Improving mental health on the ground

east belfast mural2 Peter Cheney considers the challenges of mental illness in Belfast and the community work being done to tackle the problem.

Over the last five years, the economic crisis has added extra pressure on people living in inner city Belfast – where mental health problems were already more common than elsewhere. However, a wide range of services are available to help people struggling with mental illness and the voluntary and community sector is getting the message out about how people can improve their well-being.

Linda Armitage is Health Development Director with the East Belfast Community Development Agency (EBCDA), based on Templemore Avenue, and manages its community development and connections team. Financial worries have undoubtedly come to the fore as a cause of mental illness, she relates. A major increase in the number of people looking for help with benefits – either due to redundancy or low incomes – has been accompanied by an increase in the number of people seeking talking therapies.

“People are wanting help, which is good,” Armitage comments, “but I’m sure there are lots of people out there who don’t know how to get the help.” The EBCDA and other agencies therefore tries to get relevant information about the services out into the community e.g. giving out relevant leaflets and booklets at shopping centres and football matches.

The Belfast Strategic Partnership for Health and Well-being is highlighting five main messages that organisations can share about improving mental health:

• connect (with the people around you);

• be active;

• take notice (curiosity and self-awareness);

• keep learning; and

• give to others.

“There’s no cost in that apart from the time you want to give to yourself and look after yourself,” she explains. EBCDA works with GPs, pharmacists and community workers to put those messages across to the public. Pharmacists are particularly important contacts as they communicate with a large number of people every day.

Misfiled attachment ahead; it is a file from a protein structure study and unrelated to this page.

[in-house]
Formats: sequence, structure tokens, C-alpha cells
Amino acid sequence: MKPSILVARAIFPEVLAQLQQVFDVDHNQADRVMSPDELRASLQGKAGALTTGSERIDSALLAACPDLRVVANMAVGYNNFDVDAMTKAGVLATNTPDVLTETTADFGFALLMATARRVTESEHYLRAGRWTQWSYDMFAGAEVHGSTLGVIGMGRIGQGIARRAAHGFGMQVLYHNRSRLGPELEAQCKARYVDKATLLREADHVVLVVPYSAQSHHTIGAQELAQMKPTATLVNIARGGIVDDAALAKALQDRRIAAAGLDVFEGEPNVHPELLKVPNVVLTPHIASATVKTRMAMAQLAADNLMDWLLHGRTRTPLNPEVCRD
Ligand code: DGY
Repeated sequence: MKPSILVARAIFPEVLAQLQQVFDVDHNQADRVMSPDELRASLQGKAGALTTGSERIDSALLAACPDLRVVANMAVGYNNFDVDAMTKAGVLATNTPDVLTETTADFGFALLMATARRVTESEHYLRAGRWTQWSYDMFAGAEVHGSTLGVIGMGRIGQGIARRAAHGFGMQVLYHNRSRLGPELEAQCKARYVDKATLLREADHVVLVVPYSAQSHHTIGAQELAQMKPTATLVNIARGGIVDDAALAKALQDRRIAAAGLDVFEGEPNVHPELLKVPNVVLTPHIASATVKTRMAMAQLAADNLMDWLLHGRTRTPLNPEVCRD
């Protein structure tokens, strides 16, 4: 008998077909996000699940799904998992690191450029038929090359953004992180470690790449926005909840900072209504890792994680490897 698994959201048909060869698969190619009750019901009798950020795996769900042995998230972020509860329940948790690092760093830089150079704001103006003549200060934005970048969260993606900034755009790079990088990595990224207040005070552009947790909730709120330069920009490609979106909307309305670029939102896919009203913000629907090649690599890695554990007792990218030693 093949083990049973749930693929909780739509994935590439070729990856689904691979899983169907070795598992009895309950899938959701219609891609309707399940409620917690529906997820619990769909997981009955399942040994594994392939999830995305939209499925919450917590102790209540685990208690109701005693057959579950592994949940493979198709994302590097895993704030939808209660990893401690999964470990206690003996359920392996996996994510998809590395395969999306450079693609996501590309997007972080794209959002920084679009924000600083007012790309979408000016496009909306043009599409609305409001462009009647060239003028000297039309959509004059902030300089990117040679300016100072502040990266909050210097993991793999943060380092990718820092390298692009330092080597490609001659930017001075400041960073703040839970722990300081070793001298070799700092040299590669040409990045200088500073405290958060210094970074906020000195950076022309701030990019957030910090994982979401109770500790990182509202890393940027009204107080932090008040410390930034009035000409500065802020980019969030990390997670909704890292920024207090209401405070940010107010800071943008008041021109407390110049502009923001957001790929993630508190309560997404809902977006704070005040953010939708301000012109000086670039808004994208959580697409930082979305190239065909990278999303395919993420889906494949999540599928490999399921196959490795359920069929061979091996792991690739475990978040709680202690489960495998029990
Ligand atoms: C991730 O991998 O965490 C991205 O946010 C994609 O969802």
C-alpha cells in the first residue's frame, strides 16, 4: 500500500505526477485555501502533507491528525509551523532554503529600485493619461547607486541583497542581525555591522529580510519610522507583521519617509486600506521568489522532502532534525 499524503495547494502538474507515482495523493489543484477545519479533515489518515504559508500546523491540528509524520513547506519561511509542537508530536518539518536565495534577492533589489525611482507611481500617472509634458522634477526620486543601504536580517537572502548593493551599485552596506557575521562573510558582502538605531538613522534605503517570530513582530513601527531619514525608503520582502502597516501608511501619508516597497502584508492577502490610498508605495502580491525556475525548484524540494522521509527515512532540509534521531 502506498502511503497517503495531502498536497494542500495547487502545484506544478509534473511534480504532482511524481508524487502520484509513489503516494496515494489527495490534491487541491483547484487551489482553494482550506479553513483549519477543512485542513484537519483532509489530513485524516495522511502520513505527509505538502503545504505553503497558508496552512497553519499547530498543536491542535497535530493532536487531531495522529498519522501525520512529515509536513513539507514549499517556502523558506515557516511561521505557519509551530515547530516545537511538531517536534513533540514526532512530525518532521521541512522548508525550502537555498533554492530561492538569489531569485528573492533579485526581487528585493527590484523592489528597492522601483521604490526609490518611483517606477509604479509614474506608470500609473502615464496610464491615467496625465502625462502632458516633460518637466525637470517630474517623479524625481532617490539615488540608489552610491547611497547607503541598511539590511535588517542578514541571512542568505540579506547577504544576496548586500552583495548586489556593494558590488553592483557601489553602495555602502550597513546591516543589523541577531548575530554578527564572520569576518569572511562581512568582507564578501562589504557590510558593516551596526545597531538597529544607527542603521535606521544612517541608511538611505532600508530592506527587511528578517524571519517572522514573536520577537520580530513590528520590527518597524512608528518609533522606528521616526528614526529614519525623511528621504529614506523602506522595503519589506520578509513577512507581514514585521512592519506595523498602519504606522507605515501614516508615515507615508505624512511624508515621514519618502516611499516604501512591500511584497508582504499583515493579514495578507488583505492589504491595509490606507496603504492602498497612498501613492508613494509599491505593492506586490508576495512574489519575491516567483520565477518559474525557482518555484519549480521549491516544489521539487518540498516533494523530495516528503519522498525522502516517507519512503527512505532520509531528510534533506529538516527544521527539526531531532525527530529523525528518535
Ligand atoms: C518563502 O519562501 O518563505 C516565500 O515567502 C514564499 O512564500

People do not always need to go through their GP in order to get help. The East Belfast area may not have as many services as other parts of the city but their quality is very high. This includes counselling services and also others such as befriending and complimentary therapies.

east belfast mural1 Separately, Belfast Health and Social Care Trust runs a ‘community of interest’ for mental health – a forum whose members represent youth work providers, older people’s services and the relevant agencies. This takes a strategic view of the subject and informs people about new research and policy developments.

The concept of a ‘local mental health hub’ is one practical innovation that is taking shape in the city. There are sometimes long waiting lists for people referred from GPs to statutory mental health services. This hub brings all the relevant professionals “around the table” to direct people to the right service and also identify wider trends in local mental health.

The overall process should be speeded up and improved, helping people with mild to moderate mental health problems to get help more quickly. This structure, which is co-ordinated by the trust and involves voluntary and community organisations, has already been piloted with five GP practices in West Belfast. Armitage hopes that when the hubs are rolled out across the city, they will help people to get quicker access to support and that local people will feel the difference from this change of approach.

She is also keen that as many people as possible – including businesspeople – take up emotional well-being and self-help courses and that GPs refer people to them as well. Local people can be trained to run the courses. The Belfast trust’s ‘top tips for looking after yourself’ course can be run over a morning or afternoon and looks at topics such as sleep, diet, alcohol and smoking.

Mental health hubs will also need funding to ensure that they can direct people to a good range of services, whether in the area or somewhere else if a person wishes to find help more anonymously.

Community organisations, though, think that putting services out to tender could have a downside. She explains: “We are very concerned that the local, neighbourhood, on-the-ground knowledge will be missed if a big organisation comes in, wins the tender [and] doesn’t have that local knowledge.” Groups from across the city have raised this with the Assembly’s Health, Social Services and Public Safety Committee.

It is clear from the conversation that there is no shortage of services available for people with mental health difficulties but many people have been surprised to find out how much support was available. Armitage emphasises that making sure people know that there is help has to be a constant priority.

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